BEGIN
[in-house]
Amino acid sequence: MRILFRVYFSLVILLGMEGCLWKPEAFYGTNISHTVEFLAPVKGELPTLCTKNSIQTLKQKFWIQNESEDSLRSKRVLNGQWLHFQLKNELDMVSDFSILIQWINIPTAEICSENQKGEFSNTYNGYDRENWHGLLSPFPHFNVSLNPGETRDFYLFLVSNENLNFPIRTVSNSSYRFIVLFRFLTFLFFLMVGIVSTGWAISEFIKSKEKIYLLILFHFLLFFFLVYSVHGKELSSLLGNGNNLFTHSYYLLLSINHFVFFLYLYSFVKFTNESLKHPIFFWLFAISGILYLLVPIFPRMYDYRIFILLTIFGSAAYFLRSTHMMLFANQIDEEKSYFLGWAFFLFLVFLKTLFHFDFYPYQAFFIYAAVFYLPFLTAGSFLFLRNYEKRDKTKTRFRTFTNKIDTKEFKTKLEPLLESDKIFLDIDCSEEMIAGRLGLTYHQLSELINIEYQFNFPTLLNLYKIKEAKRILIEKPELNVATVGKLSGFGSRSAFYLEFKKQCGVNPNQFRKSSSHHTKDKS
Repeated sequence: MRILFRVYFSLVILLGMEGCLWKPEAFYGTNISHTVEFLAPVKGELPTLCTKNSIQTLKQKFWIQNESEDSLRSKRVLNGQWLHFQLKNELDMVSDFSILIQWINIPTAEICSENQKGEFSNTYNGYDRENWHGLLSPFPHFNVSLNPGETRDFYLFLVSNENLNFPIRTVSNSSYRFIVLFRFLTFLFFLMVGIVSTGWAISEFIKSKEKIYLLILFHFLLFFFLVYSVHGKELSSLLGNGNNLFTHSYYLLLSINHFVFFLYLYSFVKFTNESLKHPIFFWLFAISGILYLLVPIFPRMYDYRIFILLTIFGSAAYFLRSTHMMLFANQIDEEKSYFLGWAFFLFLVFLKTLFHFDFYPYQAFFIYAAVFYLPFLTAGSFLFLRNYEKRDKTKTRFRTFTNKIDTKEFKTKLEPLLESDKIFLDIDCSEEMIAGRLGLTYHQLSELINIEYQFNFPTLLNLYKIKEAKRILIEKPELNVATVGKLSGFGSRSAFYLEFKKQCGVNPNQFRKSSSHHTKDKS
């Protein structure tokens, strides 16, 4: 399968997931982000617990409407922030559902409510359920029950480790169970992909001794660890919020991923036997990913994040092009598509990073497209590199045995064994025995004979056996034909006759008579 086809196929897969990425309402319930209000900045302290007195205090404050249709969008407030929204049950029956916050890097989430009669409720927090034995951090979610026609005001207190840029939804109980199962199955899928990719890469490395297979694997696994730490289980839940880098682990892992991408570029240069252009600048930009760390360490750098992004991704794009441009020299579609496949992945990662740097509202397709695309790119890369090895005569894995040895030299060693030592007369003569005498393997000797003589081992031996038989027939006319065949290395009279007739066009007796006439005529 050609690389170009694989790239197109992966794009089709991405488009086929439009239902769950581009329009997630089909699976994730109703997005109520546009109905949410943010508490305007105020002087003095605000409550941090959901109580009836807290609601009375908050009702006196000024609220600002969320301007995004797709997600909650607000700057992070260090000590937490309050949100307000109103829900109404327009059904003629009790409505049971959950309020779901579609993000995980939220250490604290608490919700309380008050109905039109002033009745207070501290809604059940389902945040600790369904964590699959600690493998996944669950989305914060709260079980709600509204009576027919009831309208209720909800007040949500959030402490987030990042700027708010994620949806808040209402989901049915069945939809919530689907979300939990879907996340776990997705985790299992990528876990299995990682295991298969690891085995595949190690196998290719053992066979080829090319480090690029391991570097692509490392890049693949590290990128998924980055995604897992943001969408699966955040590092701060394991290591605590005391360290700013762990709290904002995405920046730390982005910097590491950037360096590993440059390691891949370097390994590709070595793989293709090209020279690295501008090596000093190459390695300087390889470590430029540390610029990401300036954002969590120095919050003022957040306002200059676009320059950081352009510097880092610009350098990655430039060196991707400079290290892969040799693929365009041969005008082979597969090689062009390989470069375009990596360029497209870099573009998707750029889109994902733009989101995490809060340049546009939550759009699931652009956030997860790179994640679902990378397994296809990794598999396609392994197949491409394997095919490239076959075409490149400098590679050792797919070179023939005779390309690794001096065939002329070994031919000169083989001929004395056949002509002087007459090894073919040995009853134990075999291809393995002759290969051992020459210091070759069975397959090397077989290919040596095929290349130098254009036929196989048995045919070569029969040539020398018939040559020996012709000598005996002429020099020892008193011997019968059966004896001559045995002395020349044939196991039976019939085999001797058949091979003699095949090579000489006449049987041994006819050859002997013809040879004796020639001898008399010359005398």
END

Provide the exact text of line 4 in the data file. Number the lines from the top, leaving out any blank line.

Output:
């Protein structure tokens, strides 16, 4: 399968997931982000617990409407922030559902409510359920029950480790169970992909001794660890919020991923036997990913994040092009598509990073497209590199045995064994025995004979056996034909006759008579 086809196929897969990425309402319930209000900045302290007195205090404050249709969008407030929204049950029956916050890097989430009669409720927090034995951090979610026609005001207190840029939804109980199962199955899928990719890469490395297979694997696994730490289980839940880098682990892992991408570029240069252009600048930009760390360490750098992004991704794009441009020299579609496949992945990662740097509202397709695309790119890369090895005569894995040895030299060693030592007369003569005498393997000797003589081992031996038989027939006319065949290395009279007739066009007796006439005529 050609690389170009694989790239197109992966794009089709991405488009086929439009239902769950581009329009997630089909699976994730109703997005109520546009109905949410943010508490305007105020002087003095605000409550941090959901109580009836807290609601009375908050009702006196000024609220600002969320301007995004797709997600909650607000700057992070260090000590937490309050949100307000109103829900109404327009059904003629009790409505049971959950309020779901579609993000995980939220250490604290608490919700309380008050109905039109002033009745207070501290809604059940389902945040600790369904964590699959600690493998996944669950989305914060709260079980709600509204009576027919009831309208209720909800007040949500959030402490987030990042700027708010994620949806808040209402989901049915069945939809919530689907979300939990879907996340776990997705985790299992990528876990299995990682295991298969690891085995595949190690196998290719053992066979080829090319480090690029391991570097692509490392890049693949590290990128998924980055995604897992943001969408699966955040590092701060394991290591605590005391360290700013762990709290904002995405920046730390982005910097590491950037360096590993440059390691891949370097390994590709070595793989293709090209020279690295501008090596000093190459390695300087390889470590430029540390610029990401300036954002969590120095919050003022957040306002200059676009320059950081352009510097880092610009350098990655430039060196991707400079290290892969040799693929365009041969005008082979597969090689062009390989470069375009990596360029497209870099573009998707750029889109994902733009989101995490809060340049546009939550759009699931652009956030997860790179994640679902990378397994296809990794598999396609392994197949491409394997095919490239076959075409490149400098590679050792797919070179023939005779390309690794001096065939002329070994031919000169083989001929004395056949002509002087007459090894073919040995009853134990075999291809393995002759290969051992020459210091070759069975397959090397077989290919040596095929290349130098254009036929196989048995045919070569029969040539020398018939040559020996012709000598005996002429020099020892008193011997019968059966004896001559045995002395020349044939196991039976019939085999001797058949091979003699095949090579000489006449049987041994006819050859002997013809040879004796020639001898008399010359005398």